CALIFORNIA – As announced on Friday at a press conference, Rep. Adam Schiff (D-CA) will introduce a bill to eliminate the display of whales for human entertainment in the United States. If approved, this legislation would eradicate the breeding of captive orcas, the capture of wild orcas and will put an end to the import and export of the marine mammals, meaning that their public exhibition would no longer exist after the current generation.
Rep. Schiff intends to amend The Orca Responsibility and Care Advancement (Orca) Act, which was released in 1972 with the purpose of granting that the current generation of killer whales would be the last to live in captivity. The act states that they belong to the wild, as they are “too socially complex, too intelligent, too long-lived and simply too big to thrive in confinement.”
“The evidence is very strong that the psychological and physical harm done to these magnificent animals far outweighs any benefits reaped from their display,” The congressman said in a statement, as he pointed out the training practices done at SeaWorld theme parks.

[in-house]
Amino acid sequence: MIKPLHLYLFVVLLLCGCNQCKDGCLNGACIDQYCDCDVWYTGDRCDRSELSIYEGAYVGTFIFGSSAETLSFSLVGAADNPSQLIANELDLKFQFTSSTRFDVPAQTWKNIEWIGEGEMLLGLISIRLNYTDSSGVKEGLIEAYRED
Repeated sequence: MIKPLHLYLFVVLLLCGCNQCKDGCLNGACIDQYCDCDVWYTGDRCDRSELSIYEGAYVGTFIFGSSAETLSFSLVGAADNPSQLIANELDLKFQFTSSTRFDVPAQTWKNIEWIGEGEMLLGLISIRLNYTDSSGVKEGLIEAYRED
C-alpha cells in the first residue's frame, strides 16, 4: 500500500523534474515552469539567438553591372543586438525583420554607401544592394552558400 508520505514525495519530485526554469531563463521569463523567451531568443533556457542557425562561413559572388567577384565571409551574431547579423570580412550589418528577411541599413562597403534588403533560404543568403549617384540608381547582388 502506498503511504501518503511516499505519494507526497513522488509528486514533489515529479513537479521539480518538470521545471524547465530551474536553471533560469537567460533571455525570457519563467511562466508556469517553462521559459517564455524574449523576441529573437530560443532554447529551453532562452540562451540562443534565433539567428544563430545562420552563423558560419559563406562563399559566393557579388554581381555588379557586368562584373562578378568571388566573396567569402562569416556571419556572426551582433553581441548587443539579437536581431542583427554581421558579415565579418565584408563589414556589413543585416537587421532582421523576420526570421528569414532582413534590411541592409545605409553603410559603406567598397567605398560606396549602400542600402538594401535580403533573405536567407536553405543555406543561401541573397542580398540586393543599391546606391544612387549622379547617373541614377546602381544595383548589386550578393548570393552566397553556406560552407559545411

SeaWorld has 24 orcas in four parks across the United States. Only in San Diego they have 11 whales who range in age from 10 months to 50 years. As a response to Schiff’s announcement, Jill Kermes, a spokesman for SeaWorld Entertainment affirmed that “through our work with scientists, conservation leaders and the government, SeaWorld is ensuring that all animals in human care are treated with the dignity and respect they require and deserve”. The killer whales shows constitute the company’s main attraction.
As further opposition to Schiff’s proposal, the Alliance of Marine Mammal Parks and Aquariums argued that whale shows facilitated development of relevant research and also lead to increased public acknowledgement of the marine mammals. “Each generation can benefit from the opportunity to see these animals in person,” declared Kathleen Dezio, the group executive director.
The existing population of killer whales in captivity come from wild capture or from captive breeding programs. However, orcas have not been captured in U.S. waters since 1976 and imports have not occurred since 2001, which means that captive breeding programs have been increasing.
According to Naomi Rose, a marine mammal scientist for the Animal Welfare Institute, captive whales are breeding with close family members and this fact is unhealthy and harmful to them. In addition, she said that the Orca Act would encourage SeaWorld to develop a long-term contraceptive for whales.
Source: Los Angeles Times